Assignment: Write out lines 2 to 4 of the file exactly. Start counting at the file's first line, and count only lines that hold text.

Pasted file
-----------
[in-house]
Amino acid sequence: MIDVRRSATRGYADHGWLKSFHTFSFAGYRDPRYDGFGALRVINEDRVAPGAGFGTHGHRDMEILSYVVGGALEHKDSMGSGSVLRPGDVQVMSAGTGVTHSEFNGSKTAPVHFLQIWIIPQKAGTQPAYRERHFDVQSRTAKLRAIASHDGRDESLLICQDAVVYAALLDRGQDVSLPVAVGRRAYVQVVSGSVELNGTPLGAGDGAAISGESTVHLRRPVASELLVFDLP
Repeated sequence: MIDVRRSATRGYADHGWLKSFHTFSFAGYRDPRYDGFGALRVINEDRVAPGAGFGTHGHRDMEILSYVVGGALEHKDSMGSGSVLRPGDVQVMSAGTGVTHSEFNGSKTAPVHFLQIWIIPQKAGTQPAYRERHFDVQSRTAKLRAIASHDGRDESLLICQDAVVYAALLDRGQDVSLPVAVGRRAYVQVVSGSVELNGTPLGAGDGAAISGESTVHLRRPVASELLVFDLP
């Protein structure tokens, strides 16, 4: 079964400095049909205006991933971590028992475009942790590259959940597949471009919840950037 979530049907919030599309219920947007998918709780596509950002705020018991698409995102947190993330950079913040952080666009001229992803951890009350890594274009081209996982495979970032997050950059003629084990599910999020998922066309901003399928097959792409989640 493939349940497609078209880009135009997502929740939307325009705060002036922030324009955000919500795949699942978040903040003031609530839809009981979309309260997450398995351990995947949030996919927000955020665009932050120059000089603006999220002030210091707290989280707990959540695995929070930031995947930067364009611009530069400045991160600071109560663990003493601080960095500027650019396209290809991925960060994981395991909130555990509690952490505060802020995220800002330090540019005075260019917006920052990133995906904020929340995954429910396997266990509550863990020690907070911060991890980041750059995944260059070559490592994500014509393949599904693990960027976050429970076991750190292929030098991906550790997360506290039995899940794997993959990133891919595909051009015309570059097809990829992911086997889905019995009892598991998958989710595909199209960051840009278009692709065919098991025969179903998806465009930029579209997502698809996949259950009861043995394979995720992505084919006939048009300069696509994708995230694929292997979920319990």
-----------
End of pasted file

Amino acid sequence: MIDVRRSATRGYADHGWLKSFHTFSFAGYRDPRYDGFGALRVINEDRVAPGAGFGTHGHRDMEILSYVVGGALEHKDSMGSGSVLRPGDVQVMSAGTGVTHSEFNGSKTAPVHFLQIWIIPQKAGTQPAYRERHFDVQSRTAKLRAIASHDGRDESLLICQDAVVYAALLDRGQDVSLPVAVGRRAYVQVVSGSVELNGTPLGAGDGAAISGESTVHLRRPVASELLVFDLP
Repeated sequence: MIDVRRSATRGYADHGWLKSFHTFSFAGYRDPRYDGFGALRVINEDRVAPGAGFGTHGHRDMEILSYVVGGALEHKDSMGSGSVLRPGDVQVMSAGTGVTHSEFNGSKTAPVHFLQIWIIPQKAGTQPAYRERHFDVQSRTAKLRAIASHDGRDESLLICQDAVVYAALLDRGQDVSLPVAVGRRAYVQVVSGSVELNGTPLGAGDGAAISGESTVHLRRPVASELLVFDLP
């Protein structure tokens, strides 16, 4: 079964400095049909205006991933971590028992475009942790590259959940597949471009919840950037 979530049907919030599309219920947007998918709780596509950002705020018991698409995102947190993330950079913040952080666009001229992803951890009350890594274009081209996982495979970032997050950059003629084990599910999020998922066309901003399928097959792409989640 493939349940497609078209880009135009997502929740939307325009705060002036922030324009955000919500795949699942978040903040003031609530839809009981979309309260997450398995351990995947949030996919927000955020665009932050120059000089603006999220002030210091707290989280707990959540695995929070930031995947930067364009611009530069400045991160600071109560663990003493601080960095500027650019396209290809991925960060994981395991909130555990509690952490505060802020995220800002330090540019005075260019917006920052990133995906904020929340995954429910396997266990509550863990020690907070911060991890980041750059995944260059070559490592994500014509393949599904693990960027976050429970076991750190292929030098991906550790997360506290039995899940794997993959990133891919595909051009015309570059097809990829992911086997889905019995009892598991998958989710595909199209960051840009278009692709065919098991025969179903998806465009930029579209997502698809996949259950009861043995394979995720992505084919006939048009300069696509994708995230694929292997979920319990």